Emerging companies

First Look - Emerging HCIT Companies Report and Hot Market Segments of 2019

In a market that changes as quickly as healthcare IT, it’s critical to know who the innovators are and what they’re doing. That’s one reason KLAS created our new initiative called eTech. The Emerging HCIT Companies 2018 report is just the beginning of our eTech efforts, but it’s an important beginning.

In our research calls, we ask providers about the hot companies, startups, and markets that providers are thinking about. We keep track of what the providers say, and this report is the culmination of those efforts so far.

With each of the top four areas, we’ll touch on provider concerns, vendor approaches, and some of the most mentioned emerging companies.

Analytics/BI

Analytics and BI are mostly driven by the need for providers to understand the quality of their care and the characteristics of their patient populations. Most providers see analytics and BI as the core of population health.

Providers don’t just want more data; they want to know which information is most important to patient care. They want the needle in the haystack, not just a bigger haystack. Vendors understand that and are interested in creating tools with those capabilities.

Analytics platforms exist on both the clinical and financial sides. Integration with payers is needed for claims and other financial data. There is also a need for EMR integration and siphoning of clinical data. Most vendors cover at least one of those two angles.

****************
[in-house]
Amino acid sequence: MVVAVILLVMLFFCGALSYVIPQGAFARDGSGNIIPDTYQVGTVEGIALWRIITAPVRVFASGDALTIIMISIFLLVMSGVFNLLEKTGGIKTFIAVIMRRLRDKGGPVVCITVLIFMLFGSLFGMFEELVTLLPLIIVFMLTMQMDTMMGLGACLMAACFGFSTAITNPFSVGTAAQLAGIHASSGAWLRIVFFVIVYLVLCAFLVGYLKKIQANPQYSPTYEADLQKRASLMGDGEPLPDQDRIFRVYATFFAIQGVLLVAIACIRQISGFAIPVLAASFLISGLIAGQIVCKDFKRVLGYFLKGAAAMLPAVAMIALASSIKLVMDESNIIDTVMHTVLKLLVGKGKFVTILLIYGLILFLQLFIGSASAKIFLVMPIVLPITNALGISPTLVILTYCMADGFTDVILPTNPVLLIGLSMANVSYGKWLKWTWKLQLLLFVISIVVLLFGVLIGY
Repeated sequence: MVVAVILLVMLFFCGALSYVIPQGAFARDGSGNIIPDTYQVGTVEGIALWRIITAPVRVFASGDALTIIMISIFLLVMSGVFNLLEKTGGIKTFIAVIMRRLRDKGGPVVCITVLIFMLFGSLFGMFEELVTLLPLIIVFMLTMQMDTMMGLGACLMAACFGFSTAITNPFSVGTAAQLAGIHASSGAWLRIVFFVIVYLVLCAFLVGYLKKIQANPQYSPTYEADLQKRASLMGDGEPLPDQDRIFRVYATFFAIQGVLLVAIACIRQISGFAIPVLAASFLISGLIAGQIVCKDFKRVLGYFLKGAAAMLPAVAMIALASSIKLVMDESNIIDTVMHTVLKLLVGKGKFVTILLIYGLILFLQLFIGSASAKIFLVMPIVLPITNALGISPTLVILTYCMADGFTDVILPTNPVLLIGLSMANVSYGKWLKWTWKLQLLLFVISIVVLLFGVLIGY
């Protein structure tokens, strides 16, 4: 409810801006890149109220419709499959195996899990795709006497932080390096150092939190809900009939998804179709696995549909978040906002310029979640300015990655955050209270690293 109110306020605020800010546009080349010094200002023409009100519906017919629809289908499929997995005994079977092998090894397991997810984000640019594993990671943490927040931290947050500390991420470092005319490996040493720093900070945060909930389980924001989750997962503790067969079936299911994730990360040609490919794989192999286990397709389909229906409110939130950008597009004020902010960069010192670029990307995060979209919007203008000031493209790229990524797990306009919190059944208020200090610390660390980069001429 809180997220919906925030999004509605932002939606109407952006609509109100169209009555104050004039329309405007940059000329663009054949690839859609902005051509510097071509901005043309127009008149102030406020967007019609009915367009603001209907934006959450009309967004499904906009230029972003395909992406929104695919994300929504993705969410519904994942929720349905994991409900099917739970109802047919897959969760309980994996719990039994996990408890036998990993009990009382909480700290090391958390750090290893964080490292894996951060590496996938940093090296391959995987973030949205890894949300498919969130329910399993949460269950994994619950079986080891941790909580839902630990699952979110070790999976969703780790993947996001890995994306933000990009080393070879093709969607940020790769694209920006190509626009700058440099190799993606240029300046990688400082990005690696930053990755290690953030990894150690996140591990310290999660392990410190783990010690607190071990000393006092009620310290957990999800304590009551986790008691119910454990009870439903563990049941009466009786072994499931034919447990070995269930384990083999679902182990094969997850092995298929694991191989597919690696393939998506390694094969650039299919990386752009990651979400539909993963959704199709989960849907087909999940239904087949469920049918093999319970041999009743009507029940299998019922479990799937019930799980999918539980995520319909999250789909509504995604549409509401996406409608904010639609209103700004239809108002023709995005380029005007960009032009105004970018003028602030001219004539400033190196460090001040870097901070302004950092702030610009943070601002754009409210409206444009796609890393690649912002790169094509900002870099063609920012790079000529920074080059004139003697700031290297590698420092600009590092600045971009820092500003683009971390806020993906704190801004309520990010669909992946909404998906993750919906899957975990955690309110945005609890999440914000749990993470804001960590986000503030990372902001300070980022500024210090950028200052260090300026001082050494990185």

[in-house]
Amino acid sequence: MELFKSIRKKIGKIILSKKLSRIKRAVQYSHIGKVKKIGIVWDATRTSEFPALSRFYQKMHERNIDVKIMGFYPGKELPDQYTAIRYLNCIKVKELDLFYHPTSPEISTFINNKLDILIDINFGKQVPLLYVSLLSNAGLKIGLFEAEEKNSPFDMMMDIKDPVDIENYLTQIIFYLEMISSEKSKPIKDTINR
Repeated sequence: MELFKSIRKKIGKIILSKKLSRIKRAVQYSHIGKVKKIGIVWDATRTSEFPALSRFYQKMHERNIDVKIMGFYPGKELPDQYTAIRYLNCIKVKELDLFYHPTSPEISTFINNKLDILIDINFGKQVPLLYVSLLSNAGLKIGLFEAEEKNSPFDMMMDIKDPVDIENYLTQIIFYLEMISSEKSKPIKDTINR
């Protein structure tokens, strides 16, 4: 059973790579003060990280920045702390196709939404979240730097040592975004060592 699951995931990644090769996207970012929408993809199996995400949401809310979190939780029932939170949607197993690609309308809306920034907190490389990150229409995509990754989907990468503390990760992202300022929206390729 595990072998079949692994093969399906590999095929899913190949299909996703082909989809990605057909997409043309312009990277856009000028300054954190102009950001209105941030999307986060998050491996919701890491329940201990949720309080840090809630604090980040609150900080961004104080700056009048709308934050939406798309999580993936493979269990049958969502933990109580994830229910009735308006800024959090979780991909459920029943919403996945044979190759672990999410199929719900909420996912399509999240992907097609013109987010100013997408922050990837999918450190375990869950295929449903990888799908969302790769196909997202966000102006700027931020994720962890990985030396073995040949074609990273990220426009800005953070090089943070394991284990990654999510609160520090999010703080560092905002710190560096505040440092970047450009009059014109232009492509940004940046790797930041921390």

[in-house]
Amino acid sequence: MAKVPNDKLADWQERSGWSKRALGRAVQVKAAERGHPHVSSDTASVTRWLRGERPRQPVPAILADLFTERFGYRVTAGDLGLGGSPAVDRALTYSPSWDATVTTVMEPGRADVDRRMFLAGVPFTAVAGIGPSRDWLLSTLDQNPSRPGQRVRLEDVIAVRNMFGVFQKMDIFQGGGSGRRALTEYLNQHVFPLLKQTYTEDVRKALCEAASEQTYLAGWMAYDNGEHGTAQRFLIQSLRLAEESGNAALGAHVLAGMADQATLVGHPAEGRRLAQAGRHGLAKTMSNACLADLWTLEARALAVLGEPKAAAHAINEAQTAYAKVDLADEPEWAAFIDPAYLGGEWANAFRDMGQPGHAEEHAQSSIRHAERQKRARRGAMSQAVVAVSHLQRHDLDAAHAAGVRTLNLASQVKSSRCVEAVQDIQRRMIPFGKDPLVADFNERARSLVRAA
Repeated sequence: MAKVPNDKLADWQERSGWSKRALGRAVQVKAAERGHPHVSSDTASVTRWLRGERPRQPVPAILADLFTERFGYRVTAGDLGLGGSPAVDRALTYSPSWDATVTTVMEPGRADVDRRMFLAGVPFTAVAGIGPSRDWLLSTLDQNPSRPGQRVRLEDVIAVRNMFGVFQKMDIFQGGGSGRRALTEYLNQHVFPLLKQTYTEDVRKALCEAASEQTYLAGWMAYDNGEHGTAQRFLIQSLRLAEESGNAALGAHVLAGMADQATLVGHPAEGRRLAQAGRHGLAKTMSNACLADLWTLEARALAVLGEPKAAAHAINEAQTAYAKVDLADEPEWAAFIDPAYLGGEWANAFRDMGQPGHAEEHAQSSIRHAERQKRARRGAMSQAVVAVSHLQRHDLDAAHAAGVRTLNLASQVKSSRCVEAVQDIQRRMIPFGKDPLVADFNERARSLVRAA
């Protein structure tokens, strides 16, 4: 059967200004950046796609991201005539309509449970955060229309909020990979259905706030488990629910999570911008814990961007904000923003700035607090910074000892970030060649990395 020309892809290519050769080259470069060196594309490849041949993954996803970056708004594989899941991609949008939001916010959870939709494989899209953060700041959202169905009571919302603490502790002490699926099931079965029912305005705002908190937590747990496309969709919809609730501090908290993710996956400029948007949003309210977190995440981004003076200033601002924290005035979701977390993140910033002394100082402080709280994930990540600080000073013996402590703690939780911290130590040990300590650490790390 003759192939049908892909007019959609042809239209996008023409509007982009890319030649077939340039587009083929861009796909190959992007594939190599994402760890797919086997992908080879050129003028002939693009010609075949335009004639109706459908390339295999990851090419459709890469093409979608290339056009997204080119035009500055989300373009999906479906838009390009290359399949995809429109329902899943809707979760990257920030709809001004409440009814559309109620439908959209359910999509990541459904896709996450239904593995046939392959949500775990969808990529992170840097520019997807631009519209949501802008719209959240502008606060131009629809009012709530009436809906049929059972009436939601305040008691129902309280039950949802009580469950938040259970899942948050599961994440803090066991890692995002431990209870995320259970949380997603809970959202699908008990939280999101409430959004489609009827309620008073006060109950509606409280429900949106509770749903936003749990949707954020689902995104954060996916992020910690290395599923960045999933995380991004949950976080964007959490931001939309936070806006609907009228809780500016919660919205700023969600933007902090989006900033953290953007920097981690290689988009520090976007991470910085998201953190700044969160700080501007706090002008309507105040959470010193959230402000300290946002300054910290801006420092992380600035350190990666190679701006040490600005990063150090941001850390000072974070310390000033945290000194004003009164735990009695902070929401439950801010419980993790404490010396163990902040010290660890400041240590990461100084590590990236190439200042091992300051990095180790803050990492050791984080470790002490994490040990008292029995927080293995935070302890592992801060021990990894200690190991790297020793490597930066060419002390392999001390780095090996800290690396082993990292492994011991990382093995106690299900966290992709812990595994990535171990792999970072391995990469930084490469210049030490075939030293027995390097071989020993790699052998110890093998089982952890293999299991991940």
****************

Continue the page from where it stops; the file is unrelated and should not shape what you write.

Payers are also seeking analytics platforms. Five years ago, there wasn’t much chatter about payer analytics, but that has changed with the shift toward value-based care.

Vendors to Watch

  • Innovaccer’s Data Activation Platform offers a big-picture view of patient care. Within the platform, four products are available that cover a range of capabilities, such as case management, reporting, population health, point-of-care technology, and communication.
  • PatientPing’s solutions can identify risks, access patient information at the point of care, and help providers know what happens to patients when they receive care elsewhere.

Patient engagement

I recently read that organizations experimenting more with risk-based contracts and value-based care models are more likely to adopt innovative tools and work with new vendors. Providers taking on risk need solid strategies, and patient engagement is an important part of population health.

People see patient engagement in many different ways and use many different strategies. Tools can range from email to patient portals to sophisticated platforms that use data from wearables. But most organizations still don’t see patient engagement as a well-defined pillar of population health. KLAS has put together a framework to help people get involved.

Patient portals are no longer the foundation of patient engagement. Providers are looking for better tools. A lot of companies are coming into the market with new and innovative ways to involve patients, such as wearables, home monitoring, and incentive models.